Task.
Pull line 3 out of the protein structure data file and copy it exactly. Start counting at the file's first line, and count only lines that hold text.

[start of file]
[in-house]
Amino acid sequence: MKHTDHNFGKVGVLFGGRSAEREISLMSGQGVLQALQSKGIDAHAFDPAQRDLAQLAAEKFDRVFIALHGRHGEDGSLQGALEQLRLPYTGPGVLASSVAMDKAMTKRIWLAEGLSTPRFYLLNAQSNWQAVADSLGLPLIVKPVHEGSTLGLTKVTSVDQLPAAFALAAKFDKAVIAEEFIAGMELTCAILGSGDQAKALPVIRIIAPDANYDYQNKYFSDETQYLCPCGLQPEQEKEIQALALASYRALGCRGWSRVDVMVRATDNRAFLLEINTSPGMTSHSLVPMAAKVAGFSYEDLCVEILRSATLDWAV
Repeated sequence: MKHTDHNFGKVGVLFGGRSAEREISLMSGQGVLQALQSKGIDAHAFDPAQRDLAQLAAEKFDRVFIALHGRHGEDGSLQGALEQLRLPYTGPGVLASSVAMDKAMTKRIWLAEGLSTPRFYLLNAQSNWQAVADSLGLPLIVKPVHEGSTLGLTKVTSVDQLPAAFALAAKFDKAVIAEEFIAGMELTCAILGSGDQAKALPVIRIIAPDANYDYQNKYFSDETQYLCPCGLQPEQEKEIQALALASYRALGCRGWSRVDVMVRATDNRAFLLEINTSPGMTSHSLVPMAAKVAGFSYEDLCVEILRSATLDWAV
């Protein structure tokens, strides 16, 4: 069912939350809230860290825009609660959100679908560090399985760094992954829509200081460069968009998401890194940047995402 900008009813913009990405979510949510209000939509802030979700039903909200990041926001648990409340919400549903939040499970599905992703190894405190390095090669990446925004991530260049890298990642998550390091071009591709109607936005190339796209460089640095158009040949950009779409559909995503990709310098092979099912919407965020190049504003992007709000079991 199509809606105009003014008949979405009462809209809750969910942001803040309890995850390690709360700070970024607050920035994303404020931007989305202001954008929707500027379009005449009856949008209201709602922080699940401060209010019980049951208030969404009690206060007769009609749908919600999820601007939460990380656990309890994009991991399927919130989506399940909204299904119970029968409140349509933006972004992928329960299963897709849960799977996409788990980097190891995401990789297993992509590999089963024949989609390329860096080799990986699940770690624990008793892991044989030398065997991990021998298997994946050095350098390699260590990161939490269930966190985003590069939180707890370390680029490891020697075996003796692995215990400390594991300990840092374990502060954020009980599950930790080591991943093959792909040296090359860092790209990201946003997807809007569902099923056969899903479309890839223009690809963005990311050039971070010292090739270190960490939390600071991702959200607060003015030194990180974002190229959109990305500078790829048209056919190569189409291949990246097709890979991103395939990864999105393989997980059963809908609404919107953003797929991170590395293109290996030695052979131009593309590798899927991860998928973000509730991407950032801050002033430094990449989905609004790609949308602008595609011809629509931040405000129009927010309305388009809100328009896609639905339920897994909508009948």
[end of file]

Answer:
Repeated sequence: MKHTDHNFGKVGVLFGGRSAEREISLMSGQGVLQALQSKGIDAHAFDPAQRDLAQLAAEKFDRVFIALHGRHGEDGSLQGALEQLRLPYTGPGVLASSVAMDKAMTKRIWLAEGLSTPRFYLLNAQSNWQAVADSLGLPLIVKPVHEGSTLGLTKVTSVDQLPAAFALAAKFDKAVIAEEFIAGMELTCAILGSGDQAKALPVIRIIAPDANYDYQNKYFSDETQYLCPCGLQPEQEKEIQALALASYRALGCRGWSRVDVMVRATDNRAFLLEINTSPGMTSHSLVPMAAKVAGFSYEDLCVEILRSATLDWAV